Genesis 1:26-29; 2:18-25; Matthew 5:27-30; 1 Thess 4:3-4

Article 5: Bias

We affirm that, as a tool created by humans, AI will be inherently subject to bias and that these biases must be accounted for, minimized, or removed through continual human oversight and discretion. AI should be designed and used in such ways that treat all human beings as having equal worth and dignity. AI should be utilized as a tool to identify and eliminate bias inherent in human decision-making.

We deny that AI should be designed or used in ways that violate the fundamental principle of human dignity for all people. Neither should AI be used in ways that reinforce or further any ideology or agenda, seeking to subjugate human autonomy under the power of the state.

Micah 6:8; John 13:34; Galatians 3:28-29; 5:13-14; Philippians 2:3-4; Romans 12:10

Article 4: Medicine

We affirm that AI-related advances in medical technologies are expressions of God’s common grace through and for people created in His image and that these advances will increase our capacity to provide enhanced medical diagnostics and therapeutic interventions as we seek to care for all people. These advances should be guided by basic principles of medical ethics, including beneficence, non-maleficence, autonomy, and justice, which are all consistent with the biblical principle of loving our neighbor.

We deny that death and disease—effects of the Fall—can ultimately be eradicated apart from Jesus Christ. Utilitarian applications regarding healthcare distribution should not override the dignity of human life. Fur- 3 thermore, we reject the materialist and consequentialist worldview that understands medical applications of AI as a means of improving, changing, or completing human beings.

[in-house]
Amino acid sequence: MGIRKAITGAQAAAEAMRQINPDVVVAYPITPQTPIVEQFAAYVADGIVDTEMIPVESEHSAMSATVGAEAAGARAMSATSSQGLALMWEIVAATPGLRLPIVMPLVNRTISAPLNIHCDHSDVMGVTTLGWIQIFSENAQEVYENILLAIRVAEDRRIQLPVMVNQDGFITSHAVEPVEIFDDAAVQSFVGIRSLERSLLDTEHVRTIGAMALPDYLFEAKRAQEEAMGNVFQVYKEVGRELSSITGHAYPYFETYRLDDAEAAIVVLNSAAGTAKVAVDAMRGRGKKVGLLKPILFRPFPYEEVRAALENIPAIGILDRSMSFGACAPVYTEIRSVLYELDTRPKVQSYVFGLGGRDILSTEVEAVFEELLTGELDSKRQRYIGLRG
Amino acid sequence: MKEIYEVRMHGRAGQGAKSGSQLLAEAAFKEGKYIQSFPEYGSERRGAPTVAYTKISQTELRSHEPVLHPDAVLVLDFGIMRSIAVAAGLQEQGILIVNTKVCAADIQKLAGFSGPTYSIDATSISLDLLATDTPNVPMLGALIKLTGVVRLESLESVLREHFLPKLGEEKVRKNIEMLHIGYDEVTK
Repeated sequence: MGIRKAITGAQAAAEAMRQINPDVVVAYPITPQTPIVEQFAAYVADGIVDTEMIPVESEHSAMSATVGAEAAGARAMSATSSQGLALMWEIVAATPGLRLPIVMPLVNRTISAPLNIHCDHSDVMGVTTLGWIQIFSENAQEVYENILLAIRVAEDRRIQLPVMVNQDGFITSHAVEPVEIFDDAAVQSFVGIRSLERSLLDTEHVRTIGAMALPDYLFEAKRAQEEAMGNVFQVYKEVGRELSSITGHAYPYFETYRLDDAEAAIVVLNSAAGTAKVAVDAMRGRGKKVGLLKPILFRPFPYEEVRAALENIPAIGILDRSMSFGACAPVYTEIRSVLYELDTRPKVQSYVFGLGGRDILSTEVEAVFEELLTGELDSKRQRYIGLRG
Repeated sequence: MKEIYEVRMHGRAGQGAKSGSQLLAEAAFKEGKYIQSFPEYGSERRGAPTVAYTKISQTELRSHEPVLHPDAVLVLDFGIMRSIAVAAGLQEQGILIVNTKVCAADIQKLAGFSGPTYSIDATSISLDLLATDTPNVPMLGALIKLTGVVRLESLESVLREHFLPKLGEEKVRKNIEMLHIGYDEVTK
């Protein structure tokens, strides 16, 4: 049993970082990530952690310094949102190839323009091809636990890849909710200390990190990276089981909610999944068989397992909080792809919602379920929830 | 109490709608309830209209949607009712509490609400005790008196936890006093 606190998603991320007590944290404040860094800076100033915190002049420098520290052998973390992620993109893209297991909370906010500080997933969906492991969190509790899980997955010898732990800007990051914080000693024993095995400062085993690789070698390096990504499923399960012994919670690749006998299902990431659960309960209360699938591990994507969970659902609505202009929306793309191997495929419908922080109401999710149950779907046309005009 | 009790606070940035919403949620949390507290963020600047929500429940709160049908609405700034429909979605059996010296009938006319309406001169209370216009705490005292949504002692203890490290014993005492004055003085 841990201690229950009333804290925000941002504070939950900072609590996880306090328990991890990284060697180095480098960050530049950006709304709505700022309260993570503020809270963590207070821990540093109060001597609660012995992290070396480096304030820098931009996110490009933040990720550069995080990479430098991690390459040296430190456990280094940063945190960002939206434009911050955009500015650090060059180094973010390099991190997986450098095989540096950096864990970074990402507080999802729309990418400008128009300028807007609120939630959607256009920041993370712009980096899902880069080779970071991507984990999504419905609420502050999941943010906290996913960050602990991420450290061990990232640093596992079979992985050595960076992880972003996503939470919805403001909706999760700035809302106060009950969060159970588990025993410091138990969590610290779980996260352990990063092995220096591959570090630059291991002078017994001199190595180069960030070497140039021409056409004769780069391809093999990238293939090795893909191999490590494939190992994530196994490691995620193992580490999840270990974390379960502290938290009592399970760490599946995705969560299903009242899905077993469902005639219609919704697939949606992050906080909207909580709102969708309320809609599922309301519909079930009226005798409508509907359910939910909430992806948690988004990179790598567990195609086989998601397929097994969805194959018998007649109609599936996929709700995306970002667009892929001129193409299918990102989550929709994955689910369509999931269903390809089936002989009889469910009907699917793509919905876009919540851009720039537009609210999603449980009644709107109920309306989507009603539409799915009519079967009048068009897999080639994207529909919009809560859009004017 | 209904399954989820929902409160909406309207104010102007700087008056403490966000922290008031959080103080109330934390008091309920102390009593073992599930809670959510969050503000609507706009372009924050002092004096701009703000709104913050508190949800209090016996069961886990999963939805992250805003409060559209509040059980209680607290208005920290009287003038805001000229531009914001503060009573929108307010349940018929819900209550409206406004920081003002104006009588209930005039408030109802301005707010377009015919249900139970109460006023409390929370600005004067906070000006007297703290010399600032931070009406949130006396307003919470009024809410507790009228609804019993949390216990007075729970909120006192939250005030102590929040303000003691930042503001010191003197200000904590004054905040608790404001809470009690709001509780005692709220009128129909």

Matthew 5:45; John 11:25-26; 1 Corinthians 15:55-57; Galatians 6:2; Philippians 2:4

Article 3: Relationship of AI & Humanity

We affirm the use of AI to inform and aid human reasoning and moral decision-making because it is a tool that excels at processing data and making determinations, which often mimics or exceeds human ability. While AI excels in data-based computation, technology is incapable of possessing the capacity for moral agency or responsibility.

We deny that humans can or should cede our moral accountability or responsibilities to any form of AI that will ever be created. Only humanity will be judged by God on the basis of our actions and that of the tools we create. While technology can be created with a moral use in view, it is not a moral agent. Humans alone bear the responsibility for moral decision making.

Romans 2:6-8; Galatians 5:19-21; 2 Peter 1:5-8; 1 John 2:1

Article 2: AI as Technology

We affirm that the development of AI is a demonstration of the unique creative abilities of human beings. When AI is employed in accordance with God’s moral will, it is an example of man’s obedience to the divine command to steward creation and to honor Him. We believe in innovation for the glory of God, the sake of human flourishing, and the love of neighbor. While we acknowledge the reality of the Fall and its consequences on human nature and human innovation, technology can be used in society to uphold human dignity. As a part of our God-given creative nature, human beings should develop and harness technology in ways that lead to greater flourishing and the alleviation of human suffering.

We deny that the use of AI is morally neutral. It is not worthy of man’s hope, worship, or love. Since the Lord Jesus alone can atone for sin and reconcile humanity to its Creator, technology such as AI cannot fulfill humanity’s ultimate needs. We further deny the goodness and benefit of any application of AI that devalues or degrades the dignity and worth of another human being. 

Genesis 2:25; Exodus 20:3; 31:1-11; Proverbs 16:4; Matthew 22:37-40; Romans 3:23

Article 1: Image of God

We affirm that God created each human being in His image with intrinsic and equal worth, dignity, and moral agency, distinct from all creation, and that humanity’s creativity is intended to reflect God’s creative pattern.

We deny that any part of creation, including any form of technology, should ever be used to usurp or subvert the dominion and stewardship which has been entrusted solely to humanity by God; nor should technology be assigned a level of human identity, worth, dignity, or moral agency.

Genesis 1:26-28; 5:1-2; Isaiah 43:6-7; Jeremiah 1:5; John 13:34; Colossians 1:16; 3:10; Ephesians 4:24